There used to be a tree right where the corner of the gym is and it had a hook in it and a big sandbox for little kids. I was standing on the corner of the sandbox one Thanksgiving and I tried to use the hook and I slipped and it went in to my knee here and out the side of my leg. So, I was standing like this, hooked to the tree and yelling for somebody to come and help me. Doctor McKay lived across the street and he was really good; he’d come over three times a day and give me whatever drug was available then, sulfa probably, and change the dressings. My leg kept getting worse and finally my mother said, “Okay, you’ve had your shot at it, I’m gonna take over.” And she went the 19th century way and she opened up the wound and put salt on it and three days later I was better.
My mother was management. She had a sharp tongue and she was a force–a good disciplinarian; she could cut you down and make you wish you were beaten with a stick instead. My mother would sit there with you and you’d be wondering what you should confess to because she wouldn’t read the charges until after you were finished confessing. The best vice-principals can do this, bring the kid in and let him sit there until he’s ready to confess to anything.
Held to a higher code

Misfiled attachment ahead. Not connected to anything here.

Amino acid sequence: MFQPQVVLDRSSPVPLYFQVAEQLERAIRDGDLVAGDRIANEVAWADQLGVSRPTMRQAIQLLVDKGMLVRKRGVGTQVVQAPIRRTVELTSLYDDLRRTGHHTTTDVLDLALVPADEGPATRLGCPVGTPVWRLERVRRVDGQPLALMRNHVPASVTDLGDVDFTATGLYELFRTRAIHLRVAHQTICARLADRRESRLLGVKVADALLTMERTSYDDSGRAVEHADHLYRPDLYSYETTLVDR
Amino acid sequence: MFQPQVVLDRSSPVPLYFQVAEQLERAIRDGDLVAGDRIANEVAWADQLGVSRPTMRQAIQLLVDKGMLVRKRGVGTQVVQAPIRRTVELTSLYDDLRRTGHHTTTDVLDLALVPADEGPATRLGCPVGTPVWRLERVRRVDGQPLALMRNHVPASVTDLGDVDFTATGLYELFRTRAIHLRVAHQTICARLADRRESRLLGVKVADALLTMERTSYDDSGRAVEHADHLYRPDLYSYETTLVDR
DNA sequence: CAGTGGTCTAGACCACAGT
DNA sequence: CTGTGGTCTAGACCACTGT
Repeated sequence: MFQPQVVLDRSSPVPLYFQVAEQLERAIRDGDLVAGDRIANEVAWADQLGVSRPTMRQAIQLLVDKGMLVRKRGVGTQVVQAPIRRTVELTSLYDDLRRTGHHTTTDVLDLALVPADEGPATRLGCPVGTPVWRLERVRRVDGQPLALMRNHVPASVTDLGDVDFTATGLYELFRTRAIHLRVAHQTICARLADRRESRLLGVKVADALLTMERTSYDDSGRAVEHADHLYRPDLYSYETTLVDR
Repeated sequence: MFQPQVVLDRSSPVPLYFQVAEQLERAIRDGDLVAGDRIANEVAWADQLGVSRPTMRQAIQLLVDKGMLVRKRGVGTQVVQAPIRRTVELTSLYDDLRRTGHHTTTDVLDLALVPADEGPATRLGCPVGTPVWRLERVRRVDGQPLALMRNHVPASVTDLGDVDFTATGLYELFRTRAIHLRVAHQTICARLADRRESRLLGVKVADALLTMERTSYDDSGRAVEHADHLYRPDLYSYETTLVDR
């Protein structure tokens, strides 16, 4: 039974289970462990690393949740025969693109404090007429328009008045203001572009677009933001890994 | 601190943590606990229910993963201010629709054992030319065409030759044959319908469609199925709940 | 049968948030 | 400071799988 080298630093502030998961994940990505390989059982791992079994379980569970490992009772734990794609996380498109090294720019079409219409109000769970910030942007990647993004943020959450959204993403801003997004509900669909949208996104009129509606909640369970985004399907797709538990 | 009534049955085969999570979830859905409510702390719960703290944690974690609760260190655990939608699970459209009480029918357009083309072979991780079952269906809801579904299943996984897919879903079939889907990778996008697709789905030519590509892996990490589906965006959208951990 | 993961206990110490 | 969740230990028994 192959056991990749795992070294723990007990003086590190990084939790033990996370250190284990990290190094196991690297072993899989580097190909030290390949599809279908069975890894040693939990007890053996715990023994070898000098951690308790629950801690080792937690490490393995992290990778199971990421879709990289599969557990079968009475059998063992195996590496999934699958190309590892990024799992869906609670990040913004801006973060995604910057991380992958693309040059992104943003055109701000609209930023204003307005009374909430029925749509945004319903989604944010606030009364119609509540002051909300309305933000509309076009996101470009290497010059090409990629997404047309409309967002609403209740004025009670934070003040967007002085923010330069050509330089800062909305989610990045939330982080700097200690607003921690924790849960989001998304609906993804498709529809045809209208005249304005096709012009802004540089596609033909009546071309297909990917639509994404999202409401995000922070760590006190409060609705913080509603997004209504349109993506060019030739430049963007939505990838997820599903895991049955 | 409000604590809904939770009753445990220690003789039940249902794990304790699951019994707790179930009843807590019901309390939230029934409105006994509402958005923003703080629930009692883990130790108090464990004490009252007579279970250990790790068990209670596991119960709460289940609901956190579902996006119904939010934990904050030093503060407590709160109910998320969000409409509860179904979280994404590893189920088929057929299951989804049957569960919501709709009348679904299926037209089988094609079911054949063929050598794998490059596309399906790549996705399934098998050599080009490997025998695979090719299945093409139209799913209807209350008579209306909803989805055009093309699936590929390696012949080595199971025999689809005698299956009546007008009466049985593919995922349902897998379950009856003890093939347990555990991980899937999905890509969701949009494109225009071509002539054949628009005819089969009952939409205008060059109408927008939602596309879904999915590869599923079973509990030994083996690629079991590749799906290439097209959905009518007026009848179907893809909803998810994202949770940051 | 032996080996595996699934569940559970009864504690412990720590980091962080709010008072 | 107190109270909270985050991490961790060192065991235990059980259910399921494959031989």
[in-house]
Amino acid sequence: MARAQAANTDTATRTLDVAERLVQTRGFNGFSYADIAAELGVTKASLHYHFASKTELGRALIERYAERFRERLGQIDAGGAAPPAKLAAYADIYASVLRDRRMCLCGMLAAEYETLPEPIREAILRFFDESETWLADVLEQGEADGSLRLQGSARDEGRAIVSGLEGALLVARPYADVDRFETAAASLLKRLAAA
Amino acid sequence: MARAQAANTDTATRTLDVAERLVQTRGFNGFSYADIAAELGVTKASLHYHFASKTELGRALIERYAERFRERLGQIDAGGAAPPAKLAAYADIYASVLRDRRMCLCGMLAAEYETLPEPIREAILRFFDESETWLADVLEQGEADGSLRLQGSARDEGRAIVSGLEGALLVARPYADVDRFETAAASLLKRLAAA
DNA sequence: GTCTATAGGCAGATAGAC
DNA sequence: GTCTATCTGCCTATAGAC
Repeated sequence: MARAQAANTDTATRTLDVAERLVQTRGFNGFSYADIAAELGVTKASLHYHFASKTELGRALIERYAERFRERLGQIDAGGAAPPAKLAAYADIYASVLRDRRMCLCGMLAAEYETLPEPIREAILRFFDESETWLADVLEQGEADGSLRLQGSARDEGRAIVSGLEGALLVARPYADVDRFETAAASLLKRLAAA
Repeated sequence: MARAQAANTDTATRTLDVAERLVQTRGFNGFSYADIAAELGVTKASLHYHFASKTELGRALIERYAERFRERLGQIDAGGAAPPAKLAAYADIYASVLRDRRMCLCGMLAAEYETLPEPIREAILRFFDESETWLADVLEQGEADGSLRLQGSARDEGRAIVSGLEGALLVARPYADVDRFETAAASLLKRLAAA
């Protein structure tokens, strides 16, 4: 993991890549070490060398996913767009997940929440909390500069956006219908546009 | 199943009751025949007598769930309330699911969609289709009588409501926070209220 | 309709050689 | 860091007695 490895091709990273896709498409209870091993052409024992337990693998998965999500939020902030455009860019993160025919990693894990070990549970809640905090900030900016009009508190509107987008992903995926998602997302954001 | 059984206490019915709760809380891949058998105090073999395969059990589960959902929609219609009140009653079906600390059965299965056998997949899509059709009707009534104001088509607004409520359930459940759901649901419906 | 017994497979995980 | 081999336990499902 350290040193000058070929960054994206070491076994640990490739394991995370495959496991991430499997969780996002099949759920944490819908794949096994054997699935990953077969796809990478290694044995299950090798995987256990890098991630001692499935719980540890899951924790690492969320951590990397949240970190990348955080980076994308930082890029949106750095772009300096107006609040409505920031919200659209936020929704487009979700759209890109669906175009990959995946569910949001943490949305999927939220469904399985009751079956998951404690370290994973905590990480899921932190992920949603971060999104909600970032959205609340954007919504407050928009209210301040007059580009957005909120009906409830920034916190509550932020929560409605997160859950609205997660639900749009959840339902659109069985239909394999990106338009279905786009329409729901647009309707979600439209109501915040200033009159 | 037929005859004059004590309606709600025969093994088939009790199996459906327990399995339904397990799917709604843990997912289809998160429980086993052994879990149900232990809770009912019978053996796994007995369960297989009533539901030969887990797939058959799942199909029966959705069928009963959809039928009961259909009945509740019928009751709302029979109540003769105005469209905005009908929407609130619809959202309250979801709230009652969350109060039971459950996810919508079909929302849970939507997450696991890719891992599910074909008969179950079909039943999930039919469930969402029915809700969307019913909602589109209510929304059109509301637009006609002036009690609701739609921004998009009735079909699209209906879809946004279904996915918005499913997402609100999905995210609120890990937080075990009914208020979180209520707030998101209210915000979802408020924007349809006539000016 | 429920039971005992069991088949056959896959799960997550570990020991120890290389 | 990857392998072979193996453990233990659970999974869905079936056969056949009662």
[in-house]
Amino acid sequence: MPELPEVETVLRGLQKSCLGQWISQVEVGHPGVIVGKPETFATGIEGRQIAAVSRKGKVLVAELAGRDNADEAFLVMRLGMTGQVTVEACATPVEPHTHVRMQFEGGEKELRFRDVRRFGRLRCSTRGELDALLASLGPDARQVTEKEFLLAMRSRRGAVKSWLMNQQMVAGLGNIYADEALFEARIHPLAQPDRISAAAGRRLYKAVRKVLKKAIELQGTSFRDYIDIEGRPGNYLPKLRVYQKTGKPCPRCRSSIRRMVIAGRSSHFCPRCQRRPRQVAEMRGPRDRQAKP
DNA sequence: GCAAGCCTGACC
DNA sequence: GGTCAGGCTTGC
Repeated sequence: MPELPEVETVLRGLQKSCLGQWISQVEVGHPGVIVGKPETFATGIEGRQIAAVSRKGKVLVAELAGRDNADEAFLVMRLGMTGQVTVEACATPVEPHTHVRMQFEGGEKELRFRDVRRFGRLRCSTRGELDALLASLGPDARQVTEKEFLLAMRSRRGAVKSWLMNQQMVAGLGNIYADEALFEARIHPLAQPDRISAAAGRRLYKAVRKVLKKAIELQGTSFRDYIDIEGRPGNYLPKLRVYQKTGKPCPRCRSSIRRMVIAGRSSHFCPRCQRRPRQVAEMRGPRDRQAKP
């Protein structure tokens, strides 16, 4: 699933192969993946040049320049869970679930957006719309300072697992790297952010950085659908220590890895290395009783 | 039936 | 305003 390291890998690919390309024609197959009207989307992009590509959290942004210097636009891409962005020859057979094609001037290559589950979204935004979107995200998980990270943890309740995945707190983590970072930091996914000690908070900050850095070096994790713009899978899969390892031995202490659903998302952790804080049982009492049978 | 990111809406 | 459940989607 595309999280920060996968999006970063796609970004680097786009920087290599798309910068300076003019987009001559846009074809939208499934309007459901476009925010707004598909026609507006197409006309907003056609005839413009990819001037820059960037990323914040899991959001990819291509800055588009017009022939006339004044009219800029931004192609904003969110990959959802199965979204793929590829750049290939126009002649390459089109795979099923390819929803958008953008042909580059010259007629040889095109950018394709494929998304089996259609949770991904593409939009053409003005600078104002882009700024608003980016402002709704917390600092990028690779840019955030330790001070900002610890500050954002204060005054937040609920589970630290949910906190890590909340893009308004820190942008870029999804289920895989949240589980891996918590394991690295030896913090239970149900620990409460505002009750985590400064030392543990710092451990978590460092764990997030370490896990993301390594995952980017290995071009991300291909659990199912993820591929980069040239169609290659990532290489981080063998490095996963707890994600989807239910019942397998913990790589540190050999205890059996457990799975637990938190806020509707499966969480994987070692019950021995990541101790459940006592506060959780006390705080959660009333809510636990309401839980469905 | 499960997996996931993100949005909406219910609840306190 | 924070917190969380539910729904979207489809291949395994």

This was a tough end of town especially out the back door. Cedar Street was tough, that’s where I learned to fight. There was the Cedar Street gang. You had fight them or you got beat up. So, I learned at some point in elementary school that I’d rather be the beater than the beatee, but I was pretty timid for a long time.
We were definitely held to a higher code of behaviour. Years later we used to joke we weren’t allowed to have sex in the missionary position in case it led to dancing. We couldn’t dance, we couldn’t go to shows, no makeup, couldn’t play sports on Sundays. I knew every professional athlete who didn’t’ play on Sundays because those were our heroes. By the time I was in Bantam hockey and I couldn’t play on Sunday, that ended my hockey career.
When I was a Cub Scout there was a meeting way over on the other side of town, maybe at the Anglican hall and the army game—I knew how to play the army game before I knew what an army was. The science teacher from the high school was the scout master and we did something about making a fire with woodchips and stuff. Then he said, “Clean up the stuff that’s in front of you.” I just sort of stepped over it and it was behind me then. And he just screamed, “Whitehead!” That was the first time I knew he knew my name.
The kids were so smart. I can remember getting say ninety-something in science in high school and being the dummy. One of the three guys I was in Grade 9 science with, he became my doctor, the other an engineer in Silicon Valley and then there was me. I had a lot of jobs. Since Grade 6, I had a job every summer and I never had a job where I was anything but the bottom two in skill or ability. So I grew up with a healthy attitude.